Turu-turu

I noticed this song when I had completed only one or two translations. It seemed impossible to translate then. I’m still not sure how it will turn out, but let’s take a flyer.

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You can hear it here: http://aathavanitli-gani.com/Song/Hi_Chal_Turu_Turu.

-o-

Literal Translation

This gait trot trot fly hair swish swish
On the left eye tress descended
Refrain:
As if in the setting sunlight, in the kevada forest
A female cobra slithered sounding sal sal

Here no one is in the vicinity
In the corners of your eyes laugh no
You a little with me speak no
The bud of your lips open no
You going in a bustle, turning back and looking
The path in steps faltered
Refrain

Without cause tensing eyebrow
Bringing a false sulk
End of the sari squeezing with hand
Lip a little you press with teeth
This rage life-taking, false false-only pretense
Now to myself the sign has become clear
Refrain

-o-

This is a light song of early wooing in which the man entreats and the woman, while retreating, is intrigued.

There is not much of Nature in this song except for the metaphor of a slithering snake in the thicket in the setting sun – which is quite out of place in English. All the cues are interpersonal: it is about the inner conflicts of the woman flowing into her expressions and actions.

The language is everyday and casual, of a conversation between equals.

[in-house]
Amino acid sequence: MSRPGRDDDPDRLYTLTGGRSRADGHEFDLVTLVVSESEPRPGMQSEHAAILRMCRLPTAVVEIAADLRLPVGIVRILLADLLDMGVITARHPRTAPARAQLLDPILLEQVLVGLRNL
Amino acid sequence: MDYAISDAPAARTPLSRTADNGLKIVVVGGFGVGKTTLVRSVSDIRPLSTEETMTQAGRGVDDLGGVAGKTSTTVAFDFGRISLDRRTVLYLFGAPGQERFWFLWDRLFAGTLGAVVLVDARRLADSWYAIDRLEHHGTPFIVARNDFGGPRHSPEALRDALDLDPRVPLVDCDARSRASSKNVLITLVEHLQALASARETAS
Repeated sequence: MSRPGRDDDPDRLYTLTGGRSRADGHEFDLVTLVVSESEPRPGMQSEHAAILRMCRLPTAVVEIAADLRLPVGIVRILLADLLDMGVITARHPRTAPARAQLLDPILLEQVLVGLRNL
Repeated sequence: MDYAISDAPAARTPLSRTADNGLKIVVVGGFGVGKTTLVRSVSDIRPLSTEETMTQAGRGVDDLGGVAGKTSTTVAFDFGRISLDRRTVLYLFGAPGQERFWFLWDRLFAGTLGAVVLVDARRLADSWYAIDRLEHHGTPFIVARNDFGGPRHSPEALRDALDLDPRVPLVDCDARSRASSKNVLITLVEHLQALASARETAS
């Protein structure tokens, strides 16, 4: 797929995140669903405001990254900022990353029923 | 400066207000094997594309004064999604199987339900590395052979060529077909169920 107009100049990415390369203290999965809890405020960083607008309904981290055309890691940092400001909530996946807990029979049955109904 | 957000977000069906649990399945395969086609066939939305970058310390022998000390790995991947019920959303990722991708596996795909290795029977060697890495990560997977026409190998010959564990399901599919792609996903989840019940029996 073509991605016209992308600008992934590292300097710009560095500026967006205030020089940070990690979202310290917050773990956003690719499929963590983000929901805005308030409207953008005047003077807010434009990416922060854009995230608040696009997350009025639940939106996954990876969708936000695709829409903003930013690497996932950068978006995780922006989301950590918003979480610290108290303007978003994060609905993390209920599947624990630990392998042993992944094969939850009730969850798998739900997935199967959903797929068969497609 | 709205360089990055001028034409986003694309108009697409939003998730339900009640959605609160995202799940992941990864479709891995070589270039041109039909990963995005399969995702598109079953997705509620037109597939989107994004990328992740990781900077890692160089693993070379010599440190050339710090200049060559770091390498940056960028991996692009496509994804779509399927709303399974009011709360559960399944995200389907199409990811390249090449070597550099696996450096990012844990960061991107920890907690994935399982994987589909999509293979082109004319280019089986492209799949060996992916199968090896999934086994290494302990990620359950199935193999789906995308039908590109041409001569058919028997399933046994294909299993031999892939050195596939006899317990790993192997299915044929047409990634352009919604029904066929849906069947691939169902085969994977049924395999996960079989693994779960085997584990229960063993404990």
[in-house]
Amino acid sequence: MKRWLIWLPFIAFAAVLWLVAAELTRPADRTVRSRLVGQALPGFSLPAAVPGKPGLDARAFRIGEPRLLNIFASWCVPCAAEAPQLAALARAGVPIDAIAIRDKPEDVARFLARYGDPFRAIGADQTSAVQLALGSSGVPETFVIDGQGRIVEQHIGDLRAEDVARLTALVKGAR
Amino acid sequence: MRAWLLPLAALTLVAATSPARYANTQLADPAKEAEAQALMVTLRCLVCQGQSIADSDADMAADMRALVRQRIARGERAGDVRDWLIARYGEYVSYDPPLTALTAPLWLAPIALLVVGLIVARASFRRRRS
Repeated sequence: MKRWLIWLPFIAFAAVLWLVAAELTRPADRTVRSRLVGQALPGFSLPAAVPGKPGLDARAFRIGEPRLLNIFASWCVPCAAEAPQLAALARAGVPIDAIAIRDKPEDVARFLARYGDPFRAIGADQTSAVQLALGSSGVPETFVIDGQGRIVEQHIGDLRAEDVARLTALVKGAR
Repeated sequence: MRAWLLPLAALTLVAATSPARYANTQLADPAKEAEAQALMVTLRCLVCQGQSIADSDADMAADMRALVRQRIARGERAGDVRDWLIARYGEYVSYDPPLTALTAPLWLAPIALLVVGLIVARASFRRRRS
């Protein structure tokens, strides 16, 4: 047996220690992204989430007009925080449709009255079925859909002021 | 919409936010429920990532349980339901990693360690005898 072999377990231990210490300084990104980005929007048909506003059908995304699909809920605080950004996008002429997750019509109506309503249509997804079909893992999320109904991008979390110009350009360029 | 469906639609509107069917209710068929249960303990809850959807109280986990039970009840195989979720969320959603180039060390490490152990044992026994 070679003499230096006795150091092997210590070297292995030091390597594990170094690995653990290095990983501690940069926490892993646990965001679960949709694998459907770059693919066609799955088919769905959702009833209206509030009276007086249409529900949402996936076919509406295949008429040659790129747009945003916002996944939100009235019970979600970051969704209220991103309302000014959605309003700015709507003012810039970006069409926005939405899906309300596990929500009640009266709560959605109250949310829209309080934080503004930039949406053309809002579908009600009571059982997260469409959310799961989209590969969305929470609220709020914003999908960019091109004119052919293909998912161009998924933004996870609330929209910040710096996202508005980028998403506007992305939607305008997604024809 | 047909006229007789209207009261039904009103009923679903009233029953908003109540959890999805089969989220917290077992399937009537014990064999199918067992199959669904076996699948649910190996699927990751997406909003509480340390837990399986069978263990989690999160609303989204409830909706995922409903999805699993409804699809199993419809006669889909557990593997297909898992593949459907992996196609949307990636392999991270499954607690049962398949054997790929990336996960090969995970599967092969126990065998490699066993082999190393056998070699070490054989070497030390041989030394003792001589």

What’s distinct is the rhythm. The opening and the refrain are on a trot, and the stanzas are drawn in entreaty.

-o-

Poetic Translation

This rapid walk
Your swishing hair
A fallen lock
A silken snare

A swaying grace
A rustling run
A fragrant trace
The slanting sun

There’s no one around won’t you please stay awhile
Won’t you light up your lovely eyes in a smile
With a gentle word won’t you gather close
Won’t the bud of your lips petal into a rose

Your bustle and haste
Yet a backward gaze
The path in a twist
Stops in our midst

A swaying grace
A rustling run
A fragrant trace
The slanting sun

Why is your eyebrow arched in a doubt
Why do you wear an affected pout
You clutch your purse in a checked assent
Bite your lips, end the “yes” you meant

This vexing rage
Your false excuse
I’ve learnt to gauge
Your sign, your ruse

A swaying grace
A rustling run
A fragrant trace
The slanting sun

-o-

Improvements: “haste” to “chase”, “Stops” to “Arrests”, and “purse” to “blouse”. Also, “There’s no one” to “No one’s”, “You clutch” to “Why clutch”, and “Bite” to “Why bite”

-o-

Please read the comments below for an organic discussion of this translation, or read the “finished” version of these translations here: (pdf).

10 thoughts on “Turu-turu

  1. “Bud … petal into a rose” is the gem of a phrase this translation threw up. For easier flow, “petal” (high-low stress) needs to be another 2-syllable word with low-high stress. For example, “evert” fits rather well in flow and meaning – but it is not a common, conversational word. The image of a bud petaling into a rose is too striking to strike out – so I’ll let it stand after changing the “into” to just “in”.

  2. “evert” is too artificial and is out of tune. But the line is good as it is, with “petal” as a verb, with “petal into a rose”; “in” makes it insipid.

  3. Yes, this is no high poetry. The purpose of this translation series is partly to attempt various kinds of Marathi songs or poems of some note and unique characteristics, and find a corresponding expression in English. This piece recommends itself for the onomatopoeia (turu-turu, bhuru-bhuru, sal-sal, lag-bag) and for the two rhythms reflecting, in the fast one, the man’s thoughts to himself, and in the slow one, his “chatting up” of the woman. The onomatopoeia is transferred using swish, sway, rustle, bustle, etc. and the change of pace is evident.